Given that the iPhone SE and iPhone 6s use the same camera, there's not much point in repeating a large number of photo tests. My Galaxy S6's VCM also broke which unfortunately prevented me from including it in these comparisons. For some additional photo comparisons and some video comparisons you can take a look at those sections from our iPhone 6s review where a number of 2015's Android flagship smartphones are also compared.

Display Analysis Experience: Going Back To 4 Inches
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  • michael2k - Monday, May 16, 2016 - link

    You're curious how much faster the iPhone SE is than the Galaxy S7? Just look for iPhone 6S and you'll see, given the SE uses the same SoC as the 6S:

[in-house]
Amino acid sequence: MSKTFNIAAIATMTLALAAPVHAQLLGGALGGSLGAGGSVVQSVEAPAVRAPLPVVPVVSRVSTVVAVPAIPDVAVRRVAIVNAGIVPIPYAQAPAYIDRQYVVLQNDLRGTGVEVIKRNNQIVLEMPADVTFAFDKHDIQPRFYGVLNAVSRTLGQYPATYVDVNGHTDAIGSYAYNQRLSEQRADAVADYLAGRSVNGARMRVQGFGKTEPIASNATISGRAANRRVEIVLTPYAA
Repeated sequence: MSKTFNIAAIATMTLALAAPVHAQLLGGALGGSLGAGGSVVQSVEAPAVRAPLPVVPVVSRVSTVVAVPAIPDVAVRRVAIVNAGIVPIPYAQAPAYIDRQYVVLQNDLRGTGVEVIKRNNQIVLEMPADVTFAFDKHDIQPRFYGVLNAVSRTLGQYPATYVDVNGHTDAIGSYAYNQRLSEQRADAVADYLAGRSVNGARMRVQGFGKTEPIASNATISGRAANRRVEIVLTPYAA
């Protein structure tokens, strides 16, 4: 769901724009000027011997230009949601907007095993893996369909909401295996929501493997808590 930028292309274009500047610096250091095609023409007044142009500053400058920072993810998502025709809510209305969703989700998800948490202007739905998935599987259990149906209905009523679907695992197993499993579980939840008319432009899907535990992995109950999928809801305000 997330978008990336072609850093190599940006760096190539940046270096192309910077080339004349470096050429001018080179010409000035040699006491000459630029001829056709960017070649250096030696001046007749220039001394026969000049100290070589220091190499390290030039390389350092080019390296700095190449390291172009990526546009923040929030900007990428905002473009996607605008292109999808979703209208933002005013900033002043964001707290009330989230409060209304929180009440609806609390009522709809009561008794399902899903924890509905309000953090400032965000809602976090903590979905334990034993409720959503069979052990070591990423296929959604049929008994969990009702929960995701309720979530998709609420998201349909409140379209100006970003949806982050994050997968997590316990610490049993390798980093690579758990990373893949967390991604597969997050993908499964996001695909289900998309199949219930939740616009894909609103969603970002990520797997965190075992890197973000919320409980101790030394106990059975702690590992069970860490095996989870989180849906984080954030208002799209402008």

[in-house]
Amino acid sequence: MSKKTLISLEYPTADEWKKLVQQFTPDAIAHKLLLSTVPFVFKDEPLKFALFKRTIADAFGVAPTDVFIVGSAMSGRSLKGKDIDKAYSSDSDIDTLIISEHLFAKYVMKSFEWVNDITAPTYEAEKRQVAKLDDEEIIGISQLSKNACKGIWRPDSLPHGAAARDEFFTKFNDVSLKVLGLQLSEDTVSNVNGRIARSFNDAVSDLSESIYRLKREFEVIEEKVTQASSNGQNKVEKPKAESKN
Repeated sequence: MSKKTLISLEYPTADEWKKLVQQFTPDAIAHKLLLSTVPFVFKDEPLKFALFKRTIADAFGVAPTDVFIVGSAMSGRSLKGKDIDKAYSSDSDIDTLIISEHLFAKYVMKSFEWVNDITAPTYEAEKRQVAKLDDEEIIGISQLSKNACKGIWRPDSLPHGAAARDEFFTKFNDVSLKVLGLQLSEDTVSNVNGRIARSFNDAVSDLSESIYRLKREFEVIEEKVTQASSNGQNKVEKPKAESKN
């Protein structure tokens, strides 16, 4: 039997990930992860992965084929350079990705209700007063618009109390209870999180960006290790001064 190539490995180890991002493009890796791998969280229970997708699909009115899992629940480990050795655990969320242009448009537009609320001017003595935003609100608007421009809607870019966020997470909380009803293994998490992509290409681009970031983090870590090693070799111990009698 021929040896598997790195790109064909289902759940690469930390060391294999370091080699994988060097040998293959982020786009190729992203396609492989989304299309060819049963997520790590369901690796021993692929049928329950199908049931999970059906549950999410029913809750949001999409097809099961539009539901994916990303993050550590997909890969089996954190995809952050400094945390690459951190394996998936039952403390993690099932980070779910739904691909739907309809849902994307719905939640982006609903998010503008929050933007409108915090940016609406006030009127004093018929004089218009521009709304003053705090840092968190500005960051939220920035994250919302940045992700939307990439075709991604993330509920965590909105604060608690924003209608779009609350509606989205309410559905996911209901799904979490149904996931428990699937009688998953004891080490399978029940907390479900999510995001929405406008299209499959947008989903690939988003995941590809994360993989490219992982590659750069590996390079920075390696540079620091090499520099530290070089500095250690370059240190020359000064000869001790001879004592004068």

http://www.anandtech.com/show/10120/the-samsung-ga...
    Reply
  • osxandwindows - Monday, May 16, 2016 - link

    I can't wait for the "anandtech is so biased" comments to show up. Reply
  • Alexey291 - Monday, May 16, 2016 - link

    Ah yes the first of the flame bait comment, so soon too...

    That said I did giggle at the excuse that he can't use non review data in a review. I'm pretty sure I've seen that happen far more than once. But yeah whatever. It's just a phone
    Reply
  • extide - Tuesday, May 17, 2016 - link

    That's not what he said. He said he can't use data that he doesnt have. Reply
  • xmrv - Sunday, May 22, 2016 - link

    sheeps dont do that so you wont see any comments like that on this site... Reply
  • DesertCat - Monday, May 16, 2016 - link

    Thanks for the article. I have some friends wanting to stick with the smaller form factor and will forward your review along.

    One quibble from the Experience page: "X fewer emails in the Mail app"

    I'm guessing that was a place holder waiting for you to update with the number after you looked it up. May want to get that edit in. ;)
    Reply
  • MonkeyPaw - Monday, May 16, 2016 - link